Wednesday, January 13, 2010

Pam's Cats: Polka Dot, Moonbeam, and Lollipop

I named them Polka Dot, Moonbeam and Lollipop. The names fit them from the very beginning, even though I could barely see them through the towel covered traps. They made no sound, no protest that morning as I loaded them up in my truck to take them to a new life; a life with food, shelter and if they wanted, human companionship. I had no information yet as to how old they were or if they were truly feral, or just lost or abandoned cats. All I knew was that they had been rescued from a hoarder by the Friends of Ferals of Fort Collins, Colorado who had discovered them and I was taking them to my barn. They could not go back to the cruel conditions they had been in. The day before they had had their surgeries, shots, and ears clipped to show they had been spayed or neutered as well as medications if needed. They had spent the night in recovery. They were terrified and probably in pain.

Even though I had recently volunteered for the Fort Collins Cat Rescue to help at the shelter with the intent to get involved later with the TNR program, this was an emergency. There were more than 20 cats and kittens that could not go back.

I had not had time to get a place ready for them and they would have to stay in their traps until I could release them into the small storage room in the barn where they would initially need to go. But I reminded myself as I contemplated the task that whatever I could do was much better than where they had come from. That room had morphed into a temporary storage for my daughters stuff, including an easy chair and footstool that had mostly been shredded by her two dogs, antifreeze, and all kinds of boxes labeled with kitchen, toys and misc., tossed into the small room every which way. It looked as if nothing else could fit inside. I knew I had to clear the piles enough to remove the anti-freeze and gasoline and make sure there was no poison.

When I unloaded the three traps from the truck and brought them into the barn I felt like a new mom without a clue about what to do to help these scared creatures. By that time the traps were smelly with old food, no litter and dirty rags and I wanted to get the cats out. But I didn’t know how aggressive they might be or if they would try to scratch me or run. So I sat on the arm of the old chair and watched them for a while. No, they were frozen in their places. They had not moved.

So I opened the doors to the traps and removed the towels that had given them a little comfort. It looked like two of them could have been siblings. Polka Dot is a long haired black and white “Sylvester” kitty with a white apron and three white dots on her black nose. She somehow escaped getting her ear clipped. Moonbeam was black and white also, but with short fur and a stocky build and he did have a clipped ear. I figured out later that he was a male. He also had a weird looking eye. It was almost like there was nothing there. I could see that it was not swollen or leaking and he did seem to be blinking. This would go on top of the list of things to ask the vet about. And Lollipop was a Calico with a lot of white and large round ‘lollipop’ black or brown patches. Her ear was clipped and still had blood on it. She looked pretty banged up. She sat with her front feet curled under her. She had not moved from that position but watched every move I made. So with a couple of dishes of water, some canned food along with a dish of dry food I left them to hide and explore the still crowded room. There were lots of places to hide, they had food and water and each other and they were safe. It was a start.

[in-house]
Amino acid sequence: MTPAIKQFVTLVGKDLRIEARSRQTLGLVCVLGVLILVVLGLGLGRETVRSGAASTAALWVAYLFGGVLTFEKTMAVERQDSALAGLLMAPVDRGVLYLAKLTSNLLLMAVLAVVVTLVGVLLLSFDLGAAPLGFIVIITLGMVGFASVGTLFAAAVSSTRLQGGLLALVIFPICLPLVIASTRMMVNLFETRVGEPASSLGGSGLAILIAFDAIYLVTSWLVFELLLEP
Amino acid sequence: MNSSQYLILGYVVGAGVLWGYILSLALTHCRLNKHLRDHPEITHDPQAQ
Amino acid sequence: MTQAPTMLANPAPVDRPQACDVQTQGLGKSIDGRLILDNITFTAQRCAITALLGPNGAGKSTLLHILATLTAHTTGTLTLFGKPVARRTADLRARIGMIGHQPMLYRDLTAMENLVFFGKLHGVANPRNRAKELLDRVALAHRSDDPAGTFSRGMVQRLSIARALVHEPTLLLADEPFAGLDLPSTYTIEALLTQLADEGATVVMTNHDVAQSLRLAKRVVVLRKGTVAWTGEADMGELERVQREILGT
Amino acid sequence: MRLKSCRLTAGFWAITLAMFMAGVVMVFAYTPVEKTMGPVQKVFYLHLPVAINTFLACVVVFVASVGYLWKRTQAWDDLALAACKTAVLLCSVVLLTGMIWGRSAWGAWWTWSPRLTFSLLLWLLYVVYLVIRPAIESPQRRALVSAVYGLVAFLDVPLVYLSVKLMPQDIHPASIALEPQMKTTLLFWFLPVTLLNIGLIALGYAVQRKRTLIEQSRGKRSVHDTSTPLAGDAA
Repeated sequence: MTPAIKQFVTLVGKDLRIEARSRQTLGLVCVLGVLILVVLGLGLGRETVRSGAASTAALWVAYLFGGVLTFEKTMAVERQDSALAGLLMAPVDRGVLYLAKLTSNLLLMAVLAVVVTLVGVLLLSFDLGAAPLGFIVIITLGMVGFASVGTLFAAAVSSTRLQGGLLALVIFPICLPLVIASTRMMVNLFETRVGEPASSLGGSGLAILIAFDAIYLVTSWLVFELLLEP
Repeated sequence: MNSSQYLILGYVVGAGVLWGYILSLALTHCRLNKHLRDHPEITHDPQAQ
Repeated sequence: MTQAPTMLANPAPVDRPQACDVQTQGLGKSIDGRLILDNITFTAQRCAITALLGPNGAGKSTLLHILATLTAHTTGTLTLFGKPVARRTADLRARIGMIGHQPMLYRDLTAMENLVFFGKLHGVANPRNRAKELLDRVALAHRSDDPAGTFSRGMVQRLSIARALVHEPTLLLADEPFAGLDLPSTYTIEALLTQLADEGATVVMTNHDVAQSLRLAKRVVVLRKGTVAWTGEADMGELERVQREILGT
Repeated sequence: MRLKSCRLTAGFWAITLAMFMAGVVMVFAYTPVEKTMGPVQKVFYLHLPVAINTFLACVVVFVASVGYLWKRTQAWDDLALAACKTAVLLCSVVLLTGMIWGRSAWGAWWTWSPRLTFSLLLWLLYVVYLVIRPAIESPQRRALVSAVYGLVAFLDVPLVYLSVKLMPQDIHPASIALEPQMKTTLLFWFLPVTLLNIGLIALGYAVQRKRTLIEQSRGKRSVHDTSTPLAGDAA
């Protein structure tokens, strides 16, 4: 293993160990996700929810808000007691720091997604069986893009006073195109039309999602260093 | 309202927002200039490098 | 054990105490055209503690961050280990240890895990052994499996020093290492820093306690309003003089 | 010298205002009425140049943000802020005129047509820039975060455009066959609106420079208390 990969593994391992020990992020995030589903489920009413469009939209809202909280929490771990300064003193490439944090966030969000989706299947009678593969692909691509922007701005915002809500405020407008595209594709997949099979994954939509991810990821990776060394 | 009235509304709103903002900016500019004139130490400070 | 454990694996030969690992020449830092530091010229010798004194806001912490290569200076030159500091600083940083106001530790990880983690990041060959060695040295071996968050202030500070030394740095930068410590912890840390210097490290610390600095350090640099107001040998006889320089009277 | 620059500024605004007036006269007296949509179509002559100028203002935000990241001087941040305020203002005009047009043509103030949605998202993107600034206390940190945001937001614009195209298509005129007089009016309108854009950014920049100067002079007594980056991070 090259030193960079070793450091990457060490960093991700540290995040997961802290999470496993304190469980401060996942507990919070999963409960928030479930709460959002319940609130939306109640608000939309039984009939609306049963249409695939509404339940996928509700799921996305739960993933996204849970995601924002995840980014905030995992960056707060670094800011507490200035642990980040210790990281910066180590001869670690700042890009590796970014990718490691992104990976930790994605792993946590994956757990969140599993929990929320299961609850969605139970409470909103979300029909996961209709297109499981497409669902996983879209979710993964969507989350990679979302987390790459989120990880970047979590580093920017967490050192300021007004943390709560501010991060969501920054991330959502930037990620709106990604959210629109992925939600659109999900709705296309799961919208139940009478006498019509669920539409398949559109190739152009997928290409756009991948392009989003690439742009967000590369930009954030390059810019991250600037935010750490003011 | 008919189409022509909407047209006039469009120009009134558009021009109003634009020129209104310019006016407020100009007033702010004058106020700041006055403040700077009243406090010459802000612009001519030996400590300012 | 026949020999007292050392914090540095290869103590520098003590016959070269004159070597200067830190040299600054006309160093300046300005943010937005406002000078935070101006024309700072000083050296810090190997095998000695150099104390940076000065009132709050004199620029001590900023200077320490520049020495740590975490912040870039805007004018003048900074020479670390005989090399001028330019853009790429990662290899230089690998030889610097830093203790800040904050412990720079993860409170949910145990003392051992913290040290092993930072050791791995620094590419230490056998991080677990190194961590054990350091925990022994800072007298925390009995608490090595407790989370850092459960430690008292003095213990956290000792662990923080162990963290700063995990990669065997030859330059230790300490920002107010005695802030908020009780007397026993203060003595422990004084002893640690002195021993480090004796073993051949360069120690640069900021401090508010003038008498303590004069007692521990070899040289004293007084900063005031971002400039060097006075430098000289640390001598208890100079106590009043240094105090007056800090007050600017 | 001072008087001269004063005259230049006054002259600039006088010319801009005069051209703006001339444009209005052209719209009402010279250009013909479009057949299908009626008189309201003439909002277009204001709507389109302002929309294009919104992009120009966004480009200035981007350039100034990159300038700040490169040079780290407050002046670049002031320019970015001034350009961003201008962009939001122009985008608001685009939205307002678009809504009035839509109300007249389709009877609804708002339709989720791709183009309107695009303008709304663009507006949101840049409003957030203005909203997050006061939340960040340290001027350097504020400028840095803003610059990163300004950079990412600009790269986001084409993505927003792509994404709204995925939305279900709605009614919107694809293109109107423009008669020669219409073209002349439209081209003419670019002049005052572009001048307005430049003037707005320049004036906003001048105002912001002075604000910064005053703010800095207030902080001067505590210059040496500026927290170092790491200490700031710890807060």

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  1. Pam, I'm in awe of your work with feral cats and cat rescue. I can imagine the horrid conditions these kitties were in, and hope they make a great adjustment now that they're in a better place.

  2. What a lovely piece. It took me back to a wonderful friend I acquired twenty-six years ago. I went to Clark AFB in the Philippines in 1984 for a 18-month tour. A few weeks later I was sitting on the sunlight east wall of my off-base rental home when I realized the largest cat I had ever seen outside a zoo was next to me. I cautiously reached out and, not being clawed or bitten, eventually stroked his back. "Spike" moved in and became my closest companion. When I left Clark, Spike became the extraordinary all-school pet for the local K-6, arriving each day draped over the shoulder of one of the two boys whose family had agreed to take him in turn. Thanks for bringing back that memory.

  3. And thank you for sharing Spike's story.